As we were preparing to leave our Missouri River campsite, an antelope stopped by. Pi’s barking scared her so bad she tore up a hill.
We left the river and the hills surrounding it for the western Montana prairie. Fields of wheat and the bright yellow flowers of mustard were surrounding us when we came upon the historical marker. It told us that The Lewis and Clark folks had had no problems with the Native Americans until they camped here. They accused the locals of trying to steal from them. The resulting fight resulted in two indians dead and a hasty retreat by the explorers.
A mile north we saw an amazing sculpture, two indians on horses, in the heart of the Blackfeet Reservation.
The descriptive sign was gone. We assume it was dedicated to the two who had died. There are two sides to every story.
Fifteen minutes later we were in Conrad, a beautiful indian town. Almost everyone on the streets seemed to be Native American.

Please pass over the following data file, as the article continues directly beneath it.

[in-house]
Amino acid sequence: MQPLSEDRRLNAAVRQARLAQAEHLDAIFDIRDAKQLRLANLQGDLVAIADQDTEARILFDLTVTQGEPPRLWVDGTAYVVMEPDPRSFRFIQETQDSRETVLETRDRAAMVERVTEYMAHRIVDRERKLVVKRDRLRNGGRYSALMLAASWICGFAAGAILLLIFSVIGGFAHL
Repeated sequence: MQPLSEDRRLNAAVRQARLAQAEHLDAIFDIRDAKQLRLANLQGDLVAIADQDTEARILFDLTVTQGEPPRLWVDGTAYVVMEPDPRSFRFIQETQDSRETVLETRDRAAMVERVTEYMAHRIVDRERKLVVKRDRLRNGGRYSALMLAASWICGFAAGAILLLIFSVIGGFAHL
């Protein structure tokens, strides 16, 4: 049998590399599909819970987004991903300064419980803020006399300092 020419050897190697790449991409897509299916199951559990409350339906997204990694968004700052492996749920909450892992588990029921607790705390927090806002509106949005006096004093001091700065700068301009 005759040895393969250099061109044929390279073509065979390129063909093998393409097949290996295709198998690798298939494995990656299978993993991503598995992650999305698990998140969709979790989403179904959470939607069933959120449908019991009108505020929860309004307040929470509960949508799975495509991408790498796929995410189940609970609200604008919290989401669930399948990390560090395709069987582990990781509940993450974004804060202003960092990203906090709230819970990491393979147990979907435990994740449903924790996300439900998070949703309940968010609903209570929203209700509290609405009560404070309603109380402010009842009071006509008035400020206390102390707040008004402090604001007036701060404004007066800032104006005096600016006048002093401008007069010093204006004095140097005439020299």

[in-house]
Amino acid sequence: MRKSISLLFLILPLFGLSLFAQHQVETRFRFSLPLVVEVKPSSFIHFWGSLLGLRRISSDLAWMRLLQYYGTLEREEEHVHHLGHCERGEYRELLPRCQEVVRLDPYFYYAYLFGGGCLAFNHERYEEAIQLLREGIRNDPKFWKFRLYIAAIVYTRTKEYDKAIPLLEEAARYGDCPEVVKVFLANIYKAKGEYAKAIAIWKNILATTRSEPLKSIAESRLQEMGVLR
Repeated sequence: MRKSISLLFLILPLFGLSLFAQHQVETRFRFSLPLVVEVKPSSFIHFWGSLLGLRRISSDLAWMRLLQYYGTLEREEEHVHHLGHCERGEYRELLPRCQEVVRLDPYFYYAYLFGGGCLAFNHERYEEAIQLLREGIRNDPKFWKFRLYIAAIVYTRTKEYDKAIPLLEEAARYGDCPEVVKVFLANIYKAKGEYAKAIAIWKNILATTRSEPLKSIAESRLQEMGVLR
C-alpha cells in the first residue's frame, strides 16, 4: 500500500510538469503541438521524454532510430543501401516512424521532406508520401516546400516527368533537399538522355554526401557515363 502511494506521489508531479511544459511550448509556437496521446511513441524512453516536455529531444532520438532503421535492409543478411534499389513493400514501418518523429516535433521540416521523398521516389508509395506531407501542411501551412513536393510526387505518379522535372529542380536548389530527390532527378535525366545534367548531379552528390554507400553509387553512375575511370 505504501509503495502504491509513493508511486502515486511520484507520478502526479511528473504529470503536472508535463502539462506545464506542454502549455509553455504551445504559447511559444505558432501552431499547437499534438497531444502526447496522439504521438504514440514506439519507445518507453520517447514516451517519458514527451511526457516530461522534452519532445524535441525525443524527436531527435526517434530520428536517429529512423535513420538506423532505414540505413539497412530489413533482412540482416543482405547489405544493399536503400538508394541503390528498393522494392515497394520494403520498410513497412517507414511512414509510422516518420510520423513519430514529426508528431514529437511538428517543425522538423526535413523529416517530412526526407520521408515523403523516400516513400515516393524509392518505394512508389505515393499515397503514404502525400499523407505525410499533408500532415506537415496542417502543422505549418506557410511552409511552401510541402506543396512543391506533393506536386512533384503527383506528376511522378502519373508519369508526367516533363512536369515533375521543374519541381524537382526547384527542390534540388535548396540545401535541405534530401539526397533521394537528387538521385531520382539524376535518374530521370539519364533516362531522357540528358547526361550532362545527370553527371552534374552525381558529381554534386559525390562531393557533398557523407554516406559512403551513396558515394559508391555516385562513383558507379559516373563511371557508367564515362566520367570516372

In a food market were given advice on approaching the huge mountains just to the west, Glacier National Park. An older, long-haired man told us, “The only way to drive through the the park, Going-To-The-Sun Road, may still be snowed in. A month ago the snow was still thirty feet deep in the highest part, Logan Pass”. Glacier was our northern goal, we drove on anyway.
An hour later we were setting up campjust inside the park boundaries. We learned that
main road was closed but that they were hoping to have the snow cleared in two days.
We spent those days marveling at the huge, steep mountains around us. Thick glaciers had sculpted them into “horns"as in Switzerland’s “Matterhorn”. Again, we were warned of bears but never saw any.
On the second day there, a ranger stopped by
our campsite to say hello. We asked him if he’d ever seen a bear in the campground. “I see them every day, he responded, “As I was just walking up to your site a sow and her cub were walking fifty feet behind you”.